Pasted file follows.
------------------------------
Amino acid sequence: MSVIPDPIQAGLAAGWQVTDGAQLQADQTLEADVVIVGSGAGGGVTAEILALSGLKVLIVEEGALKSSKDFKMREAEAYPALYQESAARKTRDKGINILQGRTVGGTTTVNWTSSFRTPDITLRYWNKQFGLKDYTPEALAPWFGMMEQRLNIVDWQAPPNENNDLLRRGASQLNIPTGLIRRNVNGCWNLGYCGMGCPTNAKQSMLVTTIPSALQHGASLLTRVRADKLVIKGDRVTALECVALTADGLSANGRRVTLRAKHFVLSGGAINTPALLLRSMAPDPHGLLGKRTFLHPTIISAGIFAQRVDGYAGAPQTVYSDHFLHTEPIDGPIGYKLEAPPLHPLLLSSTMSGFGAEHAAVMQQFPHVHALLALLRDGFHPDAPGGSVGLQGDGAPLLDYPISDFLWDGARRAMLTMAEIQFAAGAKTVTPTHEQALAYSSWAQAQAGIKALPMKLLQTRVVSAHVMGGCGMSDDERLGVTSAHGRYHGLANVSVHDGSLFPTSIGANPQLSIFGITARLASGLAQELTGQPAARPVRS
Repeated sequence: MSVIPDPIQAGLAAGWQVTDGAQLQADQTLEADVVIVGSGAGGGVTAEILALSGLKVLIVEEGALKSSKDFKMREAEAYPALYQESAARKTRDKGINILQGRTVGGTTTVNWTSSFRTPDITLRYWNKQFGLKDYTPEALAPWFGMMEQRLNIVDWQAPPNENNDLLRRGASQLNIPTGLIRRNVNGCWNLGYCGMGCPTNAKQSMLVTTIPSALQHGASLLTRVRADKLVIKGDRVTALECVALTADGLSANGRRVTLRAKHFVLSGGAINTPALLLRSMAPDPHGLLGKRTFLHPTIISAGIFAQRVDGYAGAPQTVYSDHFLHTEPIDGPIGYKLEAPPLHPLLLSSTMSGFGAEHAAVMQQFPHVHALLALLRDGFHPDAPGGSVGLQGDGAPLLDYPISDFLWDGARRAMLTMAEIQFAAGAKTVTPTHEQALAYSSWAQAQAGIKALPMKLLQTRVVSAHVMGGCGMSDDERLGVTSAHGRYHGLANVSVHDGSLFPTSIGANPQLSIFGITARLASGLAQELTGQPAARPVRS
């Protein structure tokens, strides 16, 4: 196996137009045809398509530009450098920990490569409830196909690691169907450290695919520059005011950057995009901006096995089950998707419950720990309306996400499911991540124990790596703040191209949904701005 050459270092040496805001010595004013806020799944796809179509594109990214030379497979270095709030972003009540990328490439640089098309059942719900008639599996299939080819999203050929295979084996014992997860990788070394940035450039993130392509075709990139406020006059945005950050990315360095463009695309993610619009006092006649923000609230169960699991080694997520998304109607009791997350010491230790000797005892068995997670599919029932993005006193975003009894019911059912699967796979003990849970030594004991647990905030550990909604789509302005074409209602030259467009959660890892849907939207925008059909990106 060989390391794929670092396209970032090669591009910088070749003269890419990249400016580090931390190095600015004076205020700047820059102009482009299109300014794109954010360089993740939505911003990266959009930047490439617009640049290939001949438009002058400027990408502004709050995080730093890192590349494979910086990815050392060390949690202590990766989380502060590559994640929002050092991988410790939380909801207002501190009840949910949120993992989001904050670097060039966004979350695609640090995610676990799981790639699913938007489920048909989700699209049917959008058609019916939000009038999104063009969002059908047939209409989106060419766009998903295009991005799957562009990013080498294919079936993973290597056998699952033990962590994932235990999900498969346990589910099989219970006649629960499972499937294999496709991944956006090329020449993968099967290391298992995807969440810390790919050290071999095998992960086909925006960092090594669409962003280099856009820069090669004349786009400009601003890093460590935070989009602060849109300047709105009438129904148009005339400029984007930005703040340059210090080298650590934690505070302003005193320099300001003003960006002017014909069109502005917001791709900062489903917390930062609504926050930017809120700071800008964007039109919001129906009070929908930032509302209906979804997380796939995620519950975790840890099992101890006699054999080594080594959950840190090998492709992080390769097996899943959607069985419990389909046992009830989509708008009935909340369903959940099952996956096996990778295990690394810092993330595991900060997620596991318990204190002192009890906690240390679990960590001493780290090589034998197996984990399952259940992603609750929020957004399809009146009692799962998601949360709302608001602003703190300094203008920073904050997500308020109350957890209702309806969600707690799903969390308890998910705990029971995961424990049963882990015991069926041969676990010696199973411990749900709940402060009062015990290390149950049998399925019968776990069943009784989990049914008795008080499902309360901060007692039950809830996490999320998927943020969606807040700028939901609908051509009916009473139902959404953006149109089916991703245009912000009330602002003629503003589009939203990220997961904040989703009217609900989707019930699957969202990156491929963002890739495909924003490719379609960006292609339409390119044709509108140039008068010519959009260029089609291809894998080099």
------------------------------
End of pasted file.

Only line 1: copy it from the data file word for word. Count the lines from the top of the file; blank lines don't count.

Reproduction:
Amino acid sequence: MSVIPDPIQAGLAAGWQVTDGAQLQADQTLEADVVIVGSGAGGGVTAEILALSGLKVLIVEEGALKSSKDFKMREAEAYPALYQESAARKTRDKGINILQGRTVGGTTTVNWTSSFRTPDITLRYWNKQFGLKDYTPEALAPWFGMMEQRLNIVDWQAPPNENNDLLRRGASQLNIPTGLIRRNVNGCWNLGYCGMGCPTNAKQSMLVTTIPSALQHGASLLTRVRADKLVIKGDRVTALECVALTADGLSANGRRVTLRAKHFVLSGGAINTPALLLRSMAPDPHGLLGKRTFLHPTIISAGIFAQRVDGYAGAPQTVYSDHFLHTEPIDGPIGYKLEAPPLHPLLLSSTMSGFGAEHAAVMQQFPHVHALLALLRDGFHPDAPGGSVGLQGDGAPLLDYPISDFLWDGARRAMLTMAEIQFAAGAKTVTPTHEQALAYSSWAQAQAGIKALPMKLLQTRVVSAHVMGGCGMSDDERLGVTSAHGRYHGLANVSVHDGSLFPTSIGANPQLSIFGITARLASGLAQELTGQPAARPVRS